Contracts Keyed to Dawson
Wheeler v. White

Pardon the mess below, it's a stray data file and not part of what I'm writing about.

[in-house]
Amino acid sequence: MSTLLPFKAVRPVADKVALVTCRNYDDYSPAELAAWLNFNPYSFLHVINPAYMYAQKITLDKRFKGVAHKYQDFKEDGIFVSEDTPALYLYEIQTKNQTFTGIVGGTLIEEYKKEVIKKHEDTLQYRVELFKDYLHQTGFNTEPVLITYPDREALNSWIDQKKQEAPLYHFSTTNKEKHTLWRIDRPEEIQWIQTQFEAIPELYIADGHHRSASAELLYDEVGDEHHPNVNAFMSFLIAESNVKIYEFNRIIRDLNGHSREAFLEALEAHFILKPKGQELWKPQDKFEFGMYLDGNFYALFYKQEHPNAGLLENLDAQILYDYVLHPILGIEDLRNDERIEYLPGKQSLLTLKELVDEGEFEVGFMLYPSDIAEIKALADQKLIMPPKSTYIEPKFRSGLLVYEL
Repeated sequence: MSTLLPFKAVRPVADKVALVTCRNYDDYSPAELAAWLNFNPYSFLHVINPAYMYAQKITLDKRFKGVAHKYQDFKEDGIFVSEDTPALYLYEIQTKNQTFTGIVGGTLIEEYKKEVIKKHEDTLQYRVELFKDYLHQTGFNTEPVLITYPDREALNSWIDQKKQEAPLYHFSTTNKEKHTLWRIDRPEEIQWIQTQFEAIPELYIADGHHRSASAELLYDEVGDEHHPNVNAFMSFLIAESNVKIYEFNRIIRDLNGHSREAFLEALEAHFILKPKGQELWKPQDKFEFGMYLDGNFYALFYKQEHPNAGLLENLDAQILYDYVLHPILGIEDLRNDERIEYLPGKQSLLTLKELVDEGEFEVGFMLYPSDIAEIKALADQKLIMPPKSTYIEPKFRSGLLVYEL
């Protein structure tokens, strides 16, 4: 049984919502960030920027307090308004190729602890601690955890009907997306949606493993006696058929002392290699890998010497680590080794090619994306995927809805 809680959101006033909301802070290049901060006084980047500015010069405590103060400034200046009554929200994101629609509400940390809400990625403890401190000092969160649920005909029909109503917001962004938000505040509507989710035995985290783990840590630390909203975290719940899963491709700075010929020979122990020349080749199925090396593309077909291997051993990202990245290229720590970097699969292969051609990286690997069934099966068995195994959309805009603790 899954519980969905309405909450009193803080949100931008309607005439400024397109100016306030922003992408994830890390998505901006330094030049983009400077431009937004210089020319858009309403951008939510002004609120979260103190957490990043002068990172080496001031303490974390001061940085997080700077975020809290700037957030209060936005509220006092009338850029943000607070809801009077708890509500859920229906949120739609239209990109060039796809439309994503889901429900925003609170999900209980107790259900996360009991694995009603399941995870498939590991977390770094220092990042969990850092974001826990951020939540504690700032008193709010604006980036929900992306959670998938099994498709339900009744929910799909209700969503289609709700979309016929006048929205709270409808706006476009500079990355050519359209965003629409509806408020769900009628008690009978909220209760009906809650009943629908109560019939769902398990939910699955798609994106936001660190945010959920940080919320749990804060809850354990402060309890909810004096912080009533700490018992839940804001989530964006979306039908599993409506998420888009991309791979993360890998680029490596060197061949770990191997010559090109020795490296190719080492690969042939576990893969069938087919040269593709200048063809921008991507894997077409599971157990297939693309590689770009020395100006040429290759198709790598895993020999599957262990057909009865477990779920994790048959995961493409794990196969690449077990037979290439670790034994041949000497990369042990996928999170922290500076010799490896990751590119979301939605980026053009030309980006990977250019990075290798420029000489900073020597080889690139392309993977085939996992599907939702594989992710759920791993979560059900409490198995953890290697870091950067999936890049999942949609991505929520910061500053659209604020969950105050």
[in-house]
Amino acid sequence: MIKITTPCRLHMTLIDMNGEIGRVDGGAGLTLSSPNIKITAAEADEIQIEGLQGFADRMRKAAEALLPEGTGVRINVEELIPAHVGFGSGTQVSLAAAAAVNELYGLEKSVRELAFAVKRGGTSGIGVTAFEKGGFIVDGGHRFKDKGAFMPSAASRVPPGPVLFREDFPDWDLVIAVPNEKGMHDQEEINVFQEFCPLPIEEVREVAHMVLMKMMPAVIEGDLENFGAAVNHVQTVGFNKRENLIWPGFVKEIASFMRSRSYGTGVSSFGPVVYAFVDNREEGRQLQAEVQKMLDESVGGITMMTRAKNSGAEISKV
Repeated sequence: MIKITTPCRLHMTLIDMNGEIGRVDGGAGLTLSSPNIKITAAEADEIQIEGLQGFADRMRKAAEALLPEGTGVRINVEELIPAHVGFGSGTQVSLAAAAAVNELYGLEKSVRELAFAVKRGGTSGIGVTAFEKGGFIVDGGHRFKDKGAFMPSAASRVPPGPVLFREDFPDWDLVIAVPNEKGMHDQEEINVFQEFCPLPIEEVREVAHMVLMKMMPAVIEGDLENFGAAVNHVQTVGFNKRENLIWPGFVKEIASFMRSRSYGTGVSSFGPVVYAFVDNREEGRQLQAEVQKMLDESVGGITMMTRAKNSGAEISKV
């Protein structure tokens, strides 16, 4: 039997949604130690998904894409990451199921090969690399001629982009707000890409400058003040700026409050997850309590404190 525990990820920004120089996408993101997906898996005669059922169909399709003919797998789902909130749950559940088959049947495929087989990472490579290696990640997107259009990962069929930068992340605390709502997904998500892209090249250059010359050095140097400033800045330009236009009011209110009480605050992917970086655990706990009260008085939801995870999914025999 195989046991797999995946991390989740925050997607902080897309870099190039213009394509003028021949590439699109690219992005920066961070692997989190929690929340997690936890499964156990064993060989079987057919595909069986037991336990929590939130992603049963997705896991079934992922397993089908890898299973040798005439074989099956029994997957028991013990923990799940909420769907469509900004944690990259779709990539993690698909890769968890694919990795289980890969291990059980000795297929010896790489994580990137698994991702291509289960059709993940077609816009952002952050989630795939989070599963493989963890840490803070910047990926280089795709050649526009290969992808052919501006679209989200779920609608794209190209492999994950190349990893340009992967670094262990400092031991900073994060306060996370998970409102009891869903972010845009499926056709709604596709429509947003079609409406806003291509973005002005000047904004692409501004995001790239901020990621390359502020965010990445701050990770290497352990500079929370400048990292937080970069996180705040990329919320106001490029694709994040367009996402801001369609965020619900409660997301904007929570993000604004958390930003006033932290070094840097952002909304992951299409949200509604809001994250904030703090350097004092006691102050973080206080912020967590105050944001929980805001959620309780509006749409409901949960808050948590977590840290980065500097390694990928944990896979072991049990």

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Wheeler owned a three-lot tract of land in Port Arthur, Texas. He entered into a written contract with White whereby White was to obtain a third-party loan on Wheeler’s behalf in order to construct a commercial building on the land. White was to be paid $5,000 for obtaining the loan (to be repaid by Wheeler), and also 5% commission on all rentals received from tenants procured by White for the building. After the contract was signed, White assured Wheeler that he would obtain the money, and encouraged him to demolish the existing buildings on the land in order to make room for the new construction. In reliance on White’s promises, Wheeler destroyed the old building and prepared the land. Thereafter, White told him there would be no loan. Wheeler tried, but was unable, to secure a loan for himself. Wheeler suit for damages for breach of contract, and, in the alternative, promissory estoppel. White filed special exceptions that the pleaded contract failed to provide the monthly installment and interest amounts, and that the plea of promissory estoppel was insufficient as a matter of law. The trial court sustained the special exceptions and dismissed the case, ordering that Wheeler take nothing from White. The Court of Civil Appeals affirmed.
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